Top | Front Burner
(article, Kelly Myers)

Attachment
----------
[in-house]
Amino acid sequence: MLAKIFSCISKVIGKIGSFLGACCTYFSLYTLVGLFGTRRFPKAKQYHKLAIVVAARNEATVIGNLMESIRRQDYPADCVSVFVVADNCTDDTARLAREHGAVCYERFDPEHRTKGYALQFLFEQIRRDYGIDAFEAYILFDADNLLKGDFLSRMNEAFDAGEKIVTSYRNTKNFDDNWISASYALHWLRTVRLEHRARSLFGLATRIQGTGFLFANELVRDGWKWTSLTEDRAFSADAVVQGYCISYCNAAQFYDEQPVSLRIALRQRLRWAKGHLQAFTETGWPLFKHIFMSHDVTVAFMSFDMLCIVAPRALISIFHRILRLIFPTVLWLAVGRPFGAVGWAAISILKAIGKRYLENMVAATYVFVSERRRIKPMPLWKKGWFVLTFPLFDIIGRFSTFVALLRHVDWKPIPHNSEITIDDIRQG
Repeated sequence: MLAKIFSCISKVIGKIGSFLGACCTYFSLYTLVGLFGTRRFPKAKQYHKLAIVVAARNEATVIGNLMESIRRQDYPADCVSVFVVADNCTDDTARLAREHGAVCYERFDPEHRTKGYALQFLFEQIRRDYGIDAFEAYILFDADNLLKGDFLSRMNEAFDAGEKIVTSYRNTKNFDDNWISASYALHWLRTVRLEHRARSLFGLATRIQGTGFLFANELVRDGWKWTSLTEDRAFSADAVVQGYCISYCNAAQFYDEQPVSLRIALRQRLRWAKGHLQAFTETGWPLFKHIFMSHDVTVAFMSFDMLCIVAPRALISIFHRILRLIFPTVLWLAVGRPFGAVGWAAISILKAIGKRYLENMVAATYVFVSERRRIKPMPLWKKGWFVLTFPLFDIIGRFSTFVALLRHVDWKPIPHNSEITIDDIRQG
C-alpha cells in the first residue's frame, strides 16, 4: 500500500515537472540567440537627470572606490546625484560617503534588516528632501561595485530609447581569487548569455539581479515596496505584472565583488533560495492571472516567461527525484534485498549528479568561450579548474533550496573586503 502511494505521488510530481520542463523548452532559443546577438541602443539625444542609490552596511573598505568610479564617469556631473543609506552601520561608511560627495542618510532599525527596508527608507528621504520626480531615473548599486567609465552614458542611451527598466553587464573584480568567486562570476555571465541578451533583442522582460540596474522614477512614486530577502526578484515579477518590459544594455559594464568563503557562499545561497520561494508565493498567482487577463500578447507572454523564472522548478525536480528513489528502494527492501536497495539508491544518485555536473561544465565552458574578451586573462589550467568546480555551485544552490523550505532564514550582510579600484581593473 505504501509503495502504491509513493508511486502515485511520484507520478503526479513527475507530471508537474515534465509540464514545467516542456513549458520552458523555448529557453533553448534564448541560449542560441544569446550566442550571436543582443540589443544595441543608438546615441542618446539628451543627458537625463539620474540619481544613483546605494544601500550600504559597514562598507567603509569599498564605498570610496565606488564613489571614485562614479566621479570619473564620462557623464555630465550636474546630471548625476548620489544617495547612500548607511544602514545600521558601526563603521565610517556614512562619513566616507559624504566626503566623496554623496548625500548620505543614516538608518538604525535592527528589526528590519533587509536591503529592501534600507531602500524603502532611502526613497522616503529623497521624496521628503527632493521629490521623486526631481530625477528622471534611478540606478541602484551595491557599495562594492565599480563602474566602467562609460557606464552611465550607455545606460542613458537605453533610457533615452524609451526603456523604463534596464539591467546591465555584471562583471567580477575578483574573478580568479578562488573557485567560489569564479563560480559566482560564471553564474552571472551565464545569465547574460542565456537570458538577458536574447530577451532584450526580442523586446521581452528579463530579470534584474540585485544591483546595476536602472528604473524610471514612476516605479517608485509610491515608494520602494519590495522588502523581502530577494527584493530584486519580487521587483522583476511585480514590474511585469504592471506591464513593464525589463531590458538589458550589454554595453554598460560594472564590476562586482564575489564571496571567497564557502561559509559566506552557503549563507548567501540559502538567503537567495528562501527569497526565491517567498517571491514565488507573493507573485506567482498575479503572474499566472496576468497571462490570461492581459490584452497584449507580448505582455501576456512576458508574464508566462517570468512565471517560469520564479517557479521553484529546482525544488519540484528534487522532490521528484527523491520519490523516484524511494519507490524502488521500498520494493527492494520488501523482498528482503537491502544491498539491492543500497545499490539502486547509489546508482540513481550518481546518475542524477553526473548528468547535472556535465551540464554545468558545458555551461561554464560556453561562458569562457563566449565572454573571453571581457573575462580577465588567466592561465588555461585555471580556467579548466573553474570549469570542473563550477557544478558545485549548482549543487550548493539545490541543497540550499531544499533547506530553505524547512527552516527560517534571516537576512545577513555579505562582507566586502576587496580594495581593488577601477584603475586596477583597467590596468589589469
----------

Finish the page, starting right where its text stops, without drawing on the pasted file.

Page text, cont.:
[%pageBreakSettings nobreak=true] When I decided recently to leave my job as the chef de cuisine at a busy Portland restaurant, I was motivated by my new job’s family-friendly schedule. Soon I will be teaching culinary students — students who may someday want a restaurant of their own — in a degree program. What will it be like, I wonder, to teach green cooks after working with my veteran staff? My staff's skills have been polished to a high gloss by the wearing repetition of food preparation. I will probably tell my students that cooking is a craft, and that craft is based on the principle of practice. Restaurants rely on cooks executing the same task over and over, until muscle memory and instinct kick in. That's what I'm noticing in these last few days of my job — the cooks and bakers who are so good at what they do that it is a pleasure just to watch. In the mornings, I often look up from my own task of writing the menu and look around the kitchen. Mornings are when we make the mozzarella, the fresh egg pasta, and the bread. These are the foundations of our menu, and the women who make them every day have become experts. [%image reference-image float=right width=400 caption="Baking bread this beautiful takes practice."] This is what I will miss seeing: Griselda, our sweet, tough prepper, scooping mozzarella curd from a water bath of 180 degrees, the temperature that boiling water reaches a couple of minutes after you take it off the stove. Steam curls up and around Griselda’s face, and sweat beads on her forehead. Quickly, so as not to burn her hands, Griselda pulls and shapes the softened curd into neat domes, pinches them closed on the bottom, then drops them into a pan of cold brine, where they look a little mysterious, like baby UFOs. Later that day or the next, the cheese will be cut into oval slices for its starring role. With her cheese melting onto most of the pizzas the restaurant sells — as many as 75 pies a day — Griselda’s work is essential. The pizzas bake in an oven heated to 700 degrees by a blazing fire of oak and fruitwood. It's fun to watch the pools of mozzarella puff up near the arcing flames. It's even better to eat the luscious melted mozzarella on a pizza with tomato and basil leaf. Near Griselda is Norma, the lead pasta maker. Norma began her day at 6 a.m., when she mixed eggs into flour with a little lemon juice. She kneaded the dough, taking it from a stiff and shaggy mess to a smooth and springy ball, then set it aside while she made another one. Now, Norma stands at a whining electric pasta machine. Her left arm is fully extended to one side like a laundry line, over which drapes a yellow sheet of pasta. With her right hand, Norma guides the dough through the rollers in successive passes until it is thin enough to cut. Norma’s fettucine, pappardelle, and ravioli have a surprising lightness and an appealing toothsome quality. Not all fresh pastas are like this, probably because few have as much hands-on labor behind them. The 15 or 20 minutes Norma kneads each dough is arduous, but it develops the dough’s tensile strength. Then, when she thins the dough, she does so gradually, which coaxes out and preserves elasticity. Once cooked and sauced lightly with tomato and butter, Norma’s nest of fettucine is irresistible. Often I am interrupted in my menu writing by what sounds like someone slapping wooden blocks together. It's our baker, Giana, making her bench knife come down on a chopping block full of ciabatta dough with the decisive force of a guillotine. Perhaps that's because Giana’s ciabatta is at a whopping 97 percent hydration level. What that means is that she incorporates 17.4 pounds of water into every 18 pounds of flour. The rising wet dough becomes so jiggly and bubbly that the loaves Giana divides the dough into seem incapable of remaining stationary. I have seen this dough pour off her table when Giana’s back was turned. It just hung there like a snake, never reaching all the way to the floor but never breaking, either, with its strands of gluten so absolutely stretched and saturated. Giana bakes the ciabatta in the wood oven before lunch service. The oven retains about 550 degrees of heat from late the previous night, when the pizza cook stoked a large roaring fire for Giana before he went home. The result of all this flour, water, and fire coming together is a deeply caramelized, complex loaf of bread, whose crust flakes off in layers like puff pastry. Broken open, it reveals a network of gossamer sheets of dough caught and baked at the peak of their rise. It's like a miniature diorama, filled with secret rooms and filmy floor-length drapery. I know that with bread like this, everything has to be just right. I have only a beginner’s sense of the judgment and decisions involved in its production — about flour, mix time, hydration level, the variable temperature of a wood oven, and so on. Realistically, I have wondered: What proportion of what is required to be a chef or a baker can be learned in a culinary school? Probably only a mere fraction of Griselda’s dexterity, Norma’s feel for pasta, or Giana’s knowledge of wood-oven baking can be taught in the classroom, even if the classroom is a kitchen. What they know about making cheese, pasta, and ciabatta these women learned on the job, every day. That is what I will tell my students. Go out into the world of work. Do the same thing over and over until you improve. Every once in while, look up and notice the fine and enviable work of the other cooks. They are your teachers now. p(bio). Kelly Myers is a chef and writer in Portland, Oregon. She is also the co-director of Market Chefs, an organization dedicated to inspiring and teaching consumers to cook local foods.